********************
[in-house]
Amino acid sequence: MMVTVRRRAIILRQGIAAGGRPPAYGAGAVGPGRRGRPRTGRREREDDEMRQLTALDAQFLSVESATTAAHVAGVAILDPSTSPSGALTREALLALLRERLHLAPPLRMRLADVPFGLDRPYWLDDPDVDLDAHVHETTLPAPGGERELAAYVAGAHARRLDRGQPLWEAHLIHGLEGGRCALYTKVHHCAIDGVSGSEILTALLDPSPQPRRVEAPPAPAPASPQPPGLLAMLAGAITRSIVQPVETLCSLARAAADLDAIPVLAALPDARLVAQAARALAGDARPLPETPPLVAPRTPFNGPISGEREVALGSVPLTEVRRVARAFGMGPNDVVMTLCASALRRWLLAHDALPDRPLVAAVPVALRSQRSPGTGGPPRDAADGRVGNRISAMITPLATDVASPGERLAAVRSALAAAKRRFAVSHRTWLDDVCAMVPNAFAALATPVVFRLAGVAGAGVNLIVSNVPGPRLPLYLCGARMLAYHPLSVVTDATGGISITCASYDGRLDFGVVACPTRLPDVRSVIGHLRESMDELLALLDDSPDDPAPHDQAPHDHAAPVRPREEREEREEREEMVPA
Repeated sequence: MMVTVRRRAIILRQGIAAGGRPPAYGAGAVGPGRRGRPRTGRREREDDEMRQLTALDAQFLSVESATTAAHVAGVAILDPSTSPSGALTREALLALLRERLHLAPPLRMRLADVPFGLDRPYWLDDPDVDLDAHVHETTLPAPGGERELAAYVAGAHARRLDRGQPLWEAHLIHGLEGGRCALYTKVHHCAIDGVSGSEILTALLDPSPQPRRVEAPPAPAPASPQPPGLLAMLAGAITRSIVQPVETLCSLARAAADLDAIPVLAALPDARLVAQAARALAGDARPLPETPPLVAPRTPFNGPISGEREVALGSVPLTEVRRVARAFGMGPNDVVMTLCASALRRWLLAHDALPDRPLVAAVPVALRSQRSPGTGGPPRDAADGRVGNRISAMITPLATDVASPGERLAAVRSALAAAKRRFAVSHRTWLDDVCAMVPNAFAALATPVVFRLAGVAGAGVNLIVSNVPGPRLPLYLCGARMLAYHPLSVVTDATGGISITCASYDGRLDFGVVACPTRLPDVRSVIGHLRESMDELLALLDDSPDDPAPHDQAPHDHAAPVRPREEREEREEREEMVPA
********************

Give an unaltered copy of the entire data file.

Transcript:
[in-house]
Amino acid sequence: MMVTVRRRAIILRQGIAAGGRPPAYGAGAVGPGRRGRPRTGRREREDDEMRQLTALDAQFLSVESATTAAHVAGVAILDPSTSPSGALTREALLALLRERLHLAPPLRMRLADVPFGLDRPYWLDDPDVDLDAHVHETTLPAPGGERELAAYVAGAHARRLDRGQPLWEAHLIHGLEGGRCALYTKVHHCAIDGVSGSEILTALLDPSPQPRRVEAPPAPAPASPQPPGLLAMLAGAITRSIVQPVETLCSLARAAADLDAIPVLAALPDARLVAQAARALAGDARPLPETPPLVAPRTPFNGPISGEREVALGSVPLTEVRRVARAFGMGPNDVVMTLCASALRRWLLAHDALPDRPLVAAVPVALRSQRSPGTGGPPRDAADGRVGNRISAMITPLATDVASPGERLAAVRSALAAAKRRFAVSHRTWLDDVCAMVPNAFAALATPVVFRLAGVAGAGVNLIVSNVPGPRLPLYLCGARMLAYHPLSVVTDATGGISITCASYDGRLDFGVVACPTRLPDVRSVIGHLRESMDELLALLDDSPDDPAPHDQAPHDHAAPVRPREEREEREEREEMVPA
Repeated sequence: MMVTVRRRAIILRQGIAAGGRPPAYGAGAVGPGRRGRPRTGRREREDDEMRQLTALDAQFLSVESATTAAHVAGVAILDPSTSPSGALTREALLALLRERLHLAPPLRMRLADVPFGLDRPYWLDDPDVDLDAHVHETTLPAPGGERELAAYVAGAHARRLDRGQPLWEAHLIHGLEGGRCALYTKVHHCAIDGVSGSEILTALLDPSPQPRRVEAPPAPAPASPQPPGLLAMLAGAITRSIVQPVETLCSLARAAADLDAIPVLAALPDARLVAQAARALAGDARPLPETPPLVAPRTPFNGPISGEREVALGSVPLTEVRRVARAFGMGPNDVVMTLCASALRRWLLAHDALPDRPLVAAVPVALRSQRSPGTGGPPRDAADGRVGNRISAMITPLATDVASPGERLAAVRSALAAAKRRFAVSHRTWLDDVCAMVPNAFAALATPVVFRLAGVAGAGVNLIVSNVPGPRLPLYLCGARMLAYHPLSVVTDATGGISITCASYDGRLDFGVVACPTRLPDVRSVIGHLRESMDELLALLDDSPDDPAPHDQAPHDHAAPVRPREEREEREEREEMVPA